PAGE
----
The state has issued its first toxic algae warning along Lake Erie this summer. The warning was issued at Maumee Bay State Park after samples collected on July 21 showed high concentrations of microcystin, a liver toxin associated with blue-green algae.
Orange signs warning of toxic algae went up along Lake Erie on Thursday - the first of the summer.
The state issued the advisory at Maumee Bay State Park's Lake Erie beach after samples collected on July 21 showed high concentrations of microcystin, a liver toxin associated with blue-green algae.
Readings measured 7.1 parts per billion. The state's safety threshold is 6 parts per billion.
"It looks like it's building up pretty intensively," said Carol Stepien, director of the University of Toledo Lake Erie Center, which helps monitor the lake's algae. "You can see it right out the window here, and it's starting to look pretty nasty."
Signs advise older and younger people, as well as those with weakened immune systems, not to swim or wade in the water. However, the beach remains open and beachgoers can still swim, said Mark Bruce, spokesman for the Ohio Department of Natural Resources.
At the same time, E.??coli levels at the beach soared this week as well. According to the Ohio Department of Health, officials measured 2,219 colonies of E. coli per 100 milliliters of water at the beach.
The federal safety threshold is 235 colonies. Other states close beaches when they exceed that threshold. Ohio does not. Yesterday, there were E.??coli warnings posted at 32 Ohio beaches, mostly along Lake Erie.
Sewage overflows, manure from farm runoff, failing home septic systems and feces from geese and gulls contribute to E. coli problems. If ingested, E. coli can cause gastrointestinal distress, such as diarrhea, vomiting and stomach cramps.
Cyanobacteria, also called blue-green algae, are common in most Ohio lakes. They grow thick by feeding on phosphorus from manure, fertilizer and sewage that rain washes from farm fields into nearby streams.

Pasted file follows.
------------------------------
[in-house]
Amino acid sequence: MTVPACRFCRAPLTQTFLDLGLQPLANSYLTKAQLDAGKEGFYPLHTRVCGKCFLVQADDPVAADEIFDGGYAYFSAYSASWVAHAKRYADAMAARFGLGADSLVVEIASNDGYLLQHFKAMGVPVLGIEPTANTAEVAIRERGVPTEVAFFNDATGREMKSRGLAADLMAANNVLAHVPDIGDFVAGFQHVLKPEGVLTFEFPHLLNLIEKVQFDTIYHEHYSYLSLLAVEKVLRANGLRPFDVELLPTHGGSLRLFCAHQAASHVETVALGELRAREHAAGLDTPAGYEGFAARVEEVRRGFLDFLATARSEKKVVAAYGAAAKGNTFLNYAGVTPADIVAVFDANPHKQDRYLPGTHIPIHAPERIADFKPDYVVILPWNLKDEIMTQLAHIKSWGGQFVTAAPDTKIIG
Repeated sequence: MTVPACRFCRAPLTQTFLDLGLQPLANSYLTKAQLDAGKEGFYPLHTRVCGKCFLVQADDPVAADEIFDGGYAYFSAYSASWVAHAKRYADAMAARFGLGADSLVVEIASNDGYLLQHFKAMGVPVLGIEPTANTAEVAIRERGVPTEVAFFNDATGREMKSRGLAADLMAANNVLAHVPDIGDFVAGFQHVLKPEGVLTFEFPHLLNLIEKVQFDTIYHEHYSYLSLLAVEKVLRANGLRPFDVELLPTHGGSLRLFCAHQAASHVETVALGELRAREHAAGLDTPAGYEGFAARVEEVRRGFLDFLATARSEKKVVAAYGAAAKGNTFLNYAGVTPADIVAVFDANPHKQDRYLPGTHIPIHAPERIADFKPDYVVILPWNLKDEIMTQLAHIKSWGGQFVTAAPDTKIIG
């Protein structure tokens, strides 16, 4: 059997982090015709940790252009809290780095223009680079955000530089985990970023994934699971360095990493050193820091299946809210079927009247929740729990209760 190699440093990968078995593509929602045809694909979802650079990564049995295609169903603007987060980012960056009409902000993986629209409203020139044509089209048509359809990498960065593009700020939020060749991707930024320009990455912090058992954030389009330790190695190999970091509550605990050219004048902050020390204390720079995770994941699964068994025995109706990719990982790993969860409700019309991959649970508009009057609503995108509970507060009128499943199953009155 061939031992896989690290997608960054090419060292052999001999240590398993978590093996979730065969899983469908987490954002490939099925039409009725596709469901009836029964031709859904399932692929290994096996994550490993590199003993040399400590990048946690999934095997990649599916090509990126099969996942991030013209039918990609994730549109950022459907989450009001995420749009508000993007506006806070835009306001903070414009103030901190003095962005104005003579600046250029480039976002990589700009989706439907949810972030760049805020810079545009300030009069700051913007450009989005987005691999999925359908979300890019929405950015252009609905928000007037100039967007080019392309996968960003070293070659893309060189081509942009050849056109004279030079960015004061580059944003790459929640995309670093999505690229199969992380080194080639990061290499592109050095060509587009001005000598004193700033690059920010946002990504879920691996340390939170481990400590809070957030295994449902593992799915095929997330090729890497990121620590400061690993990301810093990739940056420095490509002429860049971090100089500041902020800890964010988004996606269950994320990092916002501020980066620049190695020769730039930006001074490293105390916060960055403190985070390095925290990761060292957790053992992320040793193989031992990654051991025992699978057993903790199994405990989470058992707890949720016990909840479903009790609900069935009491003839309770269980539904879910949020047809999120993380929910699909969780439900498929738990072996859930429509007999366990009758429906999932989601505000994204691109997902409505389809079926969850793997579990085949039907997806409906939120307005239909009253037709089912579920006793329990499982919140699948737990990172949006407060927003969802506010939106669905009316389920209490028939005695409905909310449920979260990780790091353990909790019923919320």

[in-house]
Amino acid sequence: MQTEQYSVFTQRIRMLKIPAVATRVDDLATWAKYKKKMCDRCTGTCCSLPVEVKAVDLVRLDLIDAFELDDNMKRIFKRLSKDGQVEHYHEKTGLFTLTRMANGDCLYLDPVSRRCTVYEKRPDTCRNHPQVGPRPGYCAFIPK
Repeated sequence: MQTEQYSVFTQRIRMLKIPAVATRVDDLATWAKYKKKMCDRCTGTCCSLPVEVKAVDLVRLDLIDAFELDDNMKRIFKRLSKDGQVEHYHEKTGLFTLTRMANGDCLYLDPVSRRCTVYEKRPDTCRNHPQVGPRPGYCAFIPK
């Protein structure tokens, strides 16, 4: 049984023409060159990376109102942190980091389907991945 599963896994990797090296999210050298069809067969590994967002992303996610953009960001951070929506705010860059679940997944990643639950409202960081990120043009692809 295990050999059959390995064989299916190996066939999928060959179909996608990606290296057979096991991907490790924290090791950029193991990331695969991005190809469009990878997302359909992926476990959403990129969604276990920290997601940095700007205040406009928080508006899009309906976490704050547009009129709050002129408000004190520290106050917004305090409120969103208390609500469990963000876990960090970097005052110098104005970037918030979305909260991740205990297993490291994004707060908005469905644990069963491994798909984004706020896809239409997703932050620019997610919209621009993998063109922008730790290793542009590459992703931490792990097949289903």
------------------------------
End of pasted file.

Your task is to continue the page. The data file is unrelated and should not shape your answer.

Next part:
As many as 19 public lakes, including central Ohio's Buckeye Lake, have been tainted in recent years by toxic algae.
State and federal experts predicted earlier this month that Lake Erie will experience significant toxic algae this summer.
The harmful algae started showing up in the area a few weeks ago, said Ken Gibbons, a graduate student researcher at the Lake Erie Center. He and others at the center will track the algae in the coming weeks.
Last summer, the lake's bloom was the second-worst on record and threatened drinking-water supplies in Toledo and other areas around the lake. This year, scientists predict the bloom will exceed one-fourth the size of the 2011 bloom, which stretched from Toledo to Cleveland.
Lake Erie is more shallow and warmer than the other Great Lakes, which makes it a prime spot for toxic algae, which can cause skin rashes, nausea and diarrhea. They also can cause "dead zones," where there is no oxygen. No wildlife can survive in those zones.
Blooms typically affect the western part of the lake.
State agencies have been pushing for better farming practices in northwestern Ohio as part of the Clean Lakes Initiative in hopes of reducing the farm runoff that fuels algal blooms, Bruce said.
"The health of Lake Erie is vital," he said. "This problem wasn't created overnight and it won't be fixed overnight, but the state is working diligently to improve the water quality up there."
Currently, there also are algae warnings at Grand Lake St. Marys in western Ohio.